They're everywhere. You might not notice them at first, but a covert invasion has been waged by those cunning Germans at Mercedes Benz. The executive estate market has been thoroughly infiltrated by the Mercedes C-class Estate. Keep your eyes open on the way to work tomorrow and you'll realise just what a success this premium estate has been during its five years on sale in the UK. Sure, the BMW 3 Series Touring may be more glamorous, the Alfa 156 Sportwagon more dynamic and the Audi A4 Estate significantly cooler, but the little Benz has consistently clocked up enough sales to keep the others on their toes.
The reason the C-class Estate makes such a good used buy is the same as why the S-Class feels so bulletproof five, ten even fifteen years down the road. This was a car that brought new standards of quality and build integrity to the compact executive sector of the luxury market. It was assembled just like an S-class and felt just as good to drive - which is why many clever buyers are now snapping these cars up on the used market. You won't find a bargain basement C-class but find a well looked after example and it will run forever. Quarter of a million miles on the clock? Barely run in. That depth of engineering is why you're never far from a C-class Estate.
Whilst the C-class' predecessor, the Mercedes 190 was undeniably popular, the glaring lack of an estate option was remedied by the introduction of the C-class estate back in October 1996. Breaking from the rather basic trim levels of the 190 series, the C-class featured a rather unique portfolio of trim packages which enabled the buyer to tailor each car to his or her own individual lifestyle. The surprisingly well appointed entry-level package was badged Classic, while those in search of brighter colours and a more youthful appearance could opt for similarly-priced Esprit models. If it was luxury you were after, it was possible to pay a premium to specify cars in wood and chrome-trimmed Elegance form. Those of sporting inclination meanwhile, were encouraged to opt for the Sport package, with its distinctive trim, attractive wheels and stiffened suspension.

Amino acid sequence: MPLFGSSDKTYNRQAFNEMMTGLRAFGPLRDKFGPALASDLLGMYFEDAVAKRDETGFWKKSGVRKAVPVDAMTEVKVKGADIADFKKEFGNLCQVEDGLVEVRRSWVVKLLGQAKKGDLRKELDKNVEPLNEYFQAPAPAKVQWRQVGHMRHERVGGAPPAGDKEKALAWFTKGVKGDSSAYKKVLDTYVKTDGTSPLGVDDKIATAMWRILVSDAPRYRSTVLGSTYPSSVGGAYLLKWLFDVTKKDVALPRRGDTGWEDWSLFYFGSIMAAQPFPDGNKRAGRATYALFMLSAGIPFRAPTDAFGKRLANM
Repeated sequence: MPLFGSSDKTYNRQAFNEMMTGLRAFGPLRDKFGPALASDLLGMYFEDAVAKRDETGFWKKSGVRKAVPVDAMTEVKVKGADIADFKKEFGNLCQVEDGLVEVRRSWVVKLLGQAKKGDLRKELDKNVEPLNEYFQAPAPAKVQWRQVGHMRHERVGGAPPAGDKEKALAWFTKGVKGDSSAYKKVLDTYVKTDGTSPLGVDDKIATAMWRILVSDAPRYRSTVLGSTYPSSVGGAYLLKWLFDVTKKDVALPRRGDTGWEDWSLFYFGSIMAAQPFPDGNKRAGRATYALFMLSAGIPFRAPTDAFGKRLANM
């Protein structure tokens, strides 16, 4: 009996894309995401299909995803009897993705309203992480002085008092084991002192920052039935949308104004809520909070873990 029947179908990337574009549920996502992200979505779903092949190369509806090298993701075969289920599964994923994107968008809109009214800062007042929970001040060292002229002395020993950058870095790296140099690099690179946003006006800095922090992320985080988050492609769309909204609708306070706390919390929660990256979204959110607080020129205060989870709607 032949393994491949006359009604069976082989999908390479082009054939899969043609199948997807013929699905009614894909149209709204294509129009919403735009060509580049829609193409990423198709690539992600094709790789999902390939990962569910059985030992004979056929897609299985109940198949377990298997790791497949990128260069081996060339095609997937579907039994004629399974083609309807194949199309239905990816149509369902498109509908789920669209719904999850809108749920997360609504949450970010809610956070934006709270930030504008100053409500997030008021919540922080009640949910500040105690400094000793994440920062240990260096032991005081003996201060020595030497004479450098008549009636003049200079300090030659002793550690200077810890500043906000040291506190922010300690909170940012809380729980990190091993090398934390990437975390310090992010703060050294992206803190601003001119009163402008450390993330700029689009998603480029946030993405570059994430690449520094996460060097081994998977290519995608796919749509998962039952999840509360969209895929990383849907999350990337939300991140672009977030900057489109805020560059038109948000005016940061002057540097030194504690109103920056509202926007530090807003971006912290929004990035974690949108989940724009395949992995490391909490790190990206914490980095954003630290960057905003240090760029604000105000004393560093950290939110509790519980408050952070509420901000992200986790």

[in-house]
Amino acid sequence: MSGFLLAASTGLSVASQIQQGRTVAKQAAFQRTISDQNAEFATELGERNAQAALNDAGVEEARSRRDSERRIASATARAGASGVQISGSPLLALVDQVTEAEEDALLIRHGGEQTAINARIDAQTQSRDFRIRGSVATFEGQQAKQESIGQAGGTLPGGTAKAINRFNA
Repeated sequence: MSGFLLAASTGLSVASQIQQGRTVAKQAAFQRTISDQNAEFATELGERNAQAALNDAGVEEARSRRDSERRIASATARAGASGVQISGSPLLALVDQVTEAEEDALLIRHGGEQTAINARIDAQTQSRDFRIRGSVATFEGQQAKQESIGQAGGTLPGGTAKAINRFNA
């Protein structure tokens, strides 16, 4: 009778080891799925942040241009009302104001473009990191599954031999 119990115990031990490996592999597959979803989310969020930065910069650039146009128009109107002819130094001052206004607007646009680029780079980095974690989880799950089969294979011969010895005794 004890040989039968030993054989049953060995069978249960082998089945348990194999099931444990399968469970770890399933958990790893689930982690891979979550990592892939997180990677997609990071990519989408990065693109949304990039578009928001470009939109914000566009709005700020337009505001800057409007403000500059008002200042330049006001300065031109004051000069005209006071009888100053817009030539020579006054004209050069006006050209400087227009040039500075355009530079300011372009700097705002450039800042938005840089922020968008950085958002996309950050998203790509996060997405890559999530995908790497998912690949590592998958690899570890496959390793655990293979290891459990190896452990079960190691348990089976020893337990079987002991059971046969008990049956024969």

This formula was an instant success, coupled as it was with the usual wide selection of engines. Buyers chose between 1.8, 2.0, 2.3 Kompressor (supercharged), 2.4 or 2.8-litre petrol units or opted for 2.2-litre diesel (C220CDi) or 2.5-litre turbo-diesel power (the C250). In February 1998, the range was completed with the addition of the high performance C43 AMG estate. ASR anti-skid control was added to the standard specification at this point, with the ESP traction control system also incorporated into the standard specification a year later.
In September 2000, an all-new C-class saloon range was launched with a new range of engines. The old-shape estate continued into 2001 however, and to keep buyers of that car happy, Mercedes fitted the new C200 Kompressor saloon's supercharged engine to the C200 estate model.